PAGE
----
A RETURN to the dairy industry has also meant a shake-up in the way they operate for Brad and Karin Fischer, Campbell House, Meningie.
Mr Fischer is a third-generation dairyfarmer but during the Millennium Drought, the Alexandrina and Albert lakes dried up, limiting the Fischers’ access to water and forcing them to sell their cows in 2007.
In 2010, they returned to the industry but this time decided to do it differently.
Mr Fischer said they elected to try a total mixed ration and built a rubble-based feed pad with open top troughs.
He had spent some time working in the dairy industry in Sweden and Canada, where his interest was “piqued” in the use of barns.
In 2015, the Fischers began construction on the 600-cow barn to house the animals near their 50-unit dairy.
Within 18 months of breaking ground, they moved the cows into the barn system.
“It’s got all the benefits of a barn without the sterileness,” Mr Fischer said.
He said the decision to go with a barn was in order to make the most of their investment in genetics.
“We’re trying to build better cows using genetics, but if we’re not using the best pasture, we’re never going to realise those genetic gains,” he said.
He said grazing systems could lead to a 30 per cent wastage in feed.
Using a TMR within the barn system has resulted in the cows using about 95pc of available feed.
“Just on feed savings alone, we will have paid for this in a few years,” he said.
Mr Fischer estimated the feed costs were about $4.50 a cow each day.
As well as irrigated lucerne and ryegrass stands for grazing with young stock, silage and hay cuts, there is also maize and dryland barley grown to feed the livestock.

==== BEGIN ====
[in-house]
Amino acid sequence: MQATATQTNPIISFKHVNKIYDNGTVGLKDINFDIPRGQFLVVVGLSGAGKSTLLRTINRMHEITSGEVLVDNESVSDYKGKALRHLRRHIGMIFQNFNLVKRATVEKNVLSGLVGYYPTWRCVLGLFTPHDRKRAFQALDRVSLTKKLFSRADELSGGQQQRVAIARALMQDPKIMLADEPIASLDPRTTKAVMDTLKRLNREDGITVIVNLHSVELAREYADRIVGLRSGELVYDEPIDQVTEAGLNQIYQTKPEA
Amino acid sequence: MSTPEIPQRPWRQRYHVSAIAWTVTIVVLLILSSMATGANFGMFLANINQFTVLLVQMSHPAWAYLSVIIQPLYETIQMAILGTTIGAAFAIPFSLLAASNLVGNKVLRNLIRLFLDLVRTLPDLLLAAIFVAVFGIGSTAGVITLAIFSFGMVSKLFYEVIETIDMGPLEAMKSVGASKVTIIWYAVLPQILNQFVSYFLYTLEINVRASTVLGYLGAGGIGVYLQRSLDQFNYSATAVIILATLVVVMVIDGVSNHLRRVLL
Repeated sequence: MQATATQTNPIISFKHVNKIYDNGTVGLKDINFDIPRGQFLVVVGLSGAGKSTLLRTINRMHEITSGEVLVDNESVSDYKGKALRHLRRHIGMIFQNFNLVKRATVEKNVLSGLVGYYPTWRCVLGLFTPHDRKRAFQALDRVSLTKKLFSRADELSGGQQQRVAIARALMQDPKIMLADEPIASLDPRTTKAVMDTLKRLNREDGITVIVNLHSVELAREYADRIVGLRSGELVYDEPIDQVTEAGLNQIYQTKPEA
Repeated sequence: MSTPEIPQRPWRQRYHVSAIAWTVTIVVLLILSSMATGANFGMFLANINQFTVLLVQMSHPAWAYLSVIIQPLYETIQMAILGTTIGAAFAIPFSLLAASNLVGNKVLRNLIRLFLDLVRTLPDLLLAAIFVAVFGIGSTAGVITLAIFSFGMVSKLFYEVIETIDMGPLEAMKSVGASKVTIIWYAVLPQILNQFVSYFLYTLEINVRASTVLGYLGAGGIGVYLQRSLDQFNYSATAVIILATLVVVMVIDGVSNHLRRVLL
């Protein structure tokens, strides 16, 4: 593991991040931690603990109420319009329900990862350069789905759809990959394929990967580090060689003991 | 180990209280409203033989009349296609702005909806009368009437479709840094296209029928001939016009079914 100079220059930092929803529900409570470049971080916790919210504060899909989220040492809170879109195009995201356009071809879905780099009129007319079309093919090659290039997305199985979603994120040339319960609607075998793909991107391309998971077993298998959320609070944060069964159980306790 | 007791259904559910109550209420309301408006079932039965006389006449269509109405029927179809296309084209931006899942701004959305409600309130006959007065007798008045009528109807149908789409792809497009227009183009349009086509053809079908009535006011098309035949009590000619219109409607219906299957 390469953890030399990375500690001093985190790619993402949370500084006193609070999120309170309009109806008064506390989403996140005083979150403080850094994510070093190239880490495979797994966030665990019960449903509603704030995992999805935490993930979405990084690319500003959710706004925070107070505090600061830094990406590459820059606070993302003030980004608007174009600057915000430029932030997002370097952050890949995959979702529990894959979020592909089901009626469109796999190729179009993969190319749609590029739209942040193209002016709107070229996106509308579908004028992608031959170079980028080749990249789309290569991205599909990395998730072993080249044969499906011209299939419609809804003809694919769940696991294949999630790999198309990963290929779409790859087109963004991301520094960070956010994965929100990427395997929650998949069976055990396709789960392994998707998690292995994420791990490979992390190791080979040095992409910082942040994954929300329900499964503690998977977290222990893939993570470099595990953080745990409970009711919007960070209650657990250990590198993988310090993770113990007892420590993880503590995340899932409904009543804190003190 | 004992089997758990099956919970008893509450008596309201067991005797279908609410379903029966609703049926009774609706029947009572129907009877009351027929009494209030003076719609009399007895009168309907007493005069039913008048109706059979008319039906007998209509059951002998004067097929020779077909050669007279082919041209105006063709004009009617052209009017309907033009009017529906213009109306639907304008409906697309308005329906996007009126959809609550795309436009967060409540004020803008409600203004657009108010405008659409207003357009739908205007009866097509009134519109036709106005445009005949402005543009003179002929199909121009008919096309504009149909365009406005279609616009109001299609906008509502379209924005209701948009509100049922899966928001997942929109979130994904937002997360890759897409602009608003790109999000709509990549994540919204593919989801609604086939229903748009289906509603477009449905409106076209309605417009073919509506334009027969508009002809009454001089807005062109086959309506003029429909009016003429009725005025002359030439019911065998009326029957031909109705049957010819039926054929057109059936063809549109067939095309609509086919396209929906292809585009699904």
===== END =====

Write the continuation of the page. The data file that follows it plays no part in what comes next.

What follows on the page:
Mr Fischer said the barn also brought benefits in productivity.
“We had a 15pc increase in milk production within the first four weeks,” he said.
There were also health positives, as Mr Fischer said he had also noticed cows suffered from a lot less feet and leg problems.
Dry compost is spread on the ground in the cows’ area to create a comfortable area for them.
There are also misters installed within the barn to keep the temperature cool during summer.
They milk about 550 cows on year-round calving. Mr Fischer said numbers would eventually build with replacements, with the potential to move to a third milking.
They grow all replacement heifers on the property with calves raised on a GEA auto calf feeder.
Maiden heifers are bred with Wagyu bulls, with the progeny raised to 12 months and then sold to Dairy Beef Alliance.
Water plays a pivotal part in the Fischer enterprise, after a lack of it caused them to leave the industry a decade ago.
They have a water allocation from Lake Albert and have designed their system to ensure the water is used as efficiently as possible.
An upgrade to the irrigation system was included in the construction of the barn.
Initially the water is used to pre-chill milk as well as for washdowns, and machinery and vat cleaning.
From there is it is treated by a separator before being used to flush out the barn.
Using two ponds – for liquid and solids – the water is then used in the centre pivot irrigation system for use on lucerne and ryegrass stands for grazing, silage and hay.
“Every drop of water is used a minimum four times before going out in the sprinkler,” Mr Fischer said.